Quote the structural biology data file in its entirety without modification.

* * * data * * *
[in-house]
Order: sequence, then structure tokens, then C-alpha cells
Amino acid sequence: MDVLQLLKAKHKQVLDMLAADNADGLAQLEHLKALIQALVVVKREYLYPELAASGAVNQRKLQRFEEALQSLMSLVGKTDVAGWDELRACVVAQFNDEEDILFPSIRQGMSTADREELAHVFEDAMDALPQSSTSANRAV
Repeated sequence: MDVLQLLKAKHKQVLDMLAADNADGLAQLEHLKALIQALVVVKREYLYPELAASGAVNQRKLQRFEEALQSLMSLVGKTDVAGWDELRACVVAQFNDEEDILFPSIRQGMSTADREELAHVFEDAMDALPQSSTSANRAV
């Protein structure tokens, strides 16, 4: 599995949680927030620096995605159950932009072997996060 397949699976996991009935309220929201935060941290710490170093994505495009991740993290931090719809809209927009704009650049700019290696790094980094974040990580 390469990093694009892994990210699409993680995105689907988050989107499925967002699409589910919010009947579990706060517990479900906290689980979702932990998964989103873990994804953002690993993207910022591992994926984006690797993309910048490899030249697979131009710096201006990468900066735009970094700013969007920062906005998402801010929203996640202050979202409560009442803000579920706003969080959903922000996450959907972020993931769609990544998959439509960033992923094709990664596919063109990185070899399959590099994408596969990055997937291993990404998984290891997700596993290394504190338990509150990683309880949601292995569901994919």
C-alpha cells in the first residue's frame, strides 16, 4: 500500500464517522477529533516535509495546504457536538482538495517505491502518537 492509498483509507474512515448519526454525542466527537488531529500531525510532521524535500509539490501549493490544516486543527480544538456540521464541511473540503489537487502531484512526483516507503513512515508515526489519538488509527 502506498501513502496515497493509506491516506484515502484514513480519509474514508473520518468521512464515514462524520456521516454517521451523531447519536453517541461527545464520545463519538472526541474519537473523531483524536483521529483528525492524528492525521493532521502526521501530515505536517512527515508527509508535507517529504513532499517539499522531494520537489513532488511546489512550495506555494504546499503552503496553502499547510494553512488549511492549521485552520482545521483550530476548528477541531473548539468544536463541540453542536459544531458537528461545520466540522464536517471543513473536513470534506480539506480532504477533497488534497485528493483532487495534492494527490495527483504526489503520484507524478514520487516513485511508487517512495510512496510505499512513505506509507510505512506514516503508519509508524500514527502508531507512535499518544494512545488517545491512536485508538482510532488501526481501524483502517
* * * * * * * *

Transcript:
[in-house]
Order: sequence, then structure tokens, then C-alpha cells
Amino acid sequence: MDVLQLLKAKHKQVLDMLAADNADGLAQLEHLKALIQALVVVKREYLYPELAASGAVNQRKLQRFEEALQSLMSLVGKTDVAGWDELRACVVAQFNDEEDILFPSIRQGMSTADREELAHVFEDAMDALPQSSTSANRAV
Repeated sequence: MDVLQLLKAKHKQVLDMLAADNADGLAQLEHLKALIQALVVVKREYLYPELAASGAVNQRKLQRFEEALQSLMSLVGKTDVAGWDELRACVVAQFNDEEDILFPSIRQGMSTADREELAHVFEDAMDALPQSSTSANRAV
């Protein structure tokens, strides 16, 4: 599995949680927030620096995605159950932009072997996060 397949699976996991009935309220929201935060941290710490170093994505495009991740993290931090719809809209927009704009650049700019290696790094980094974040990580 390469990093694009892994990210699409993680995105689907988050989107499925967002699409589910919010009947579990706060517990479900906290689980979702932990998964989103873990994804953002690993993207910022591992994926984006690797993309910048490899030249697979131009710096201006990468900066735009970094700013969007920062906005998402801010929203996640202050979202409560009442803000579920706003969080959903922000996450959907972020993931769609990544998959439509960033992923094709990664596919063109990185070899399959590099994408596969990055997937291993990404998984290891997700596993290394504190338990509150990683309880949601292995569901994919």
C-alpha cells in the first residue's frame, strides 16, 4: 500500500464517522477529533516535509495546504457536538482538495517505491502518537 492509498483509507474512515448519526454525542466527537488531529500531525510532521524535500509539490501549493490544516486543527480544538456540521464541511473540503489537487502531484512526483516507503513512515508515526489519538488509527 502506498501513502496515497493509506491516506484515502484514513480519509474514508473520518468521512464515514462524520456521516454517521451523531447519536453517541461527545464520545463519538472526541474519537473523531483524536483521529483528525492524528492525521493532521502526521501530515505536517512527515508527509508535507517529504513532499517539499522531494520537489513532488511546489512550495506555494504546499503552503496553502499547510494553512488549511492549521485552520482545521483550530476548528477541531473548539468544536463541540453542536459544531458537528461545520466540522464536517471543513473536513470534506480539506480532504477533497488534497485528493483532487495534492494527490495527483504526489503520484507524478514520487516513485511508487517512495510512496510505499512513505506509507510505512506514516503508519509508524500514527502508531507512535499518544494512545488517545491512536485508538482510532488501526481501524483502517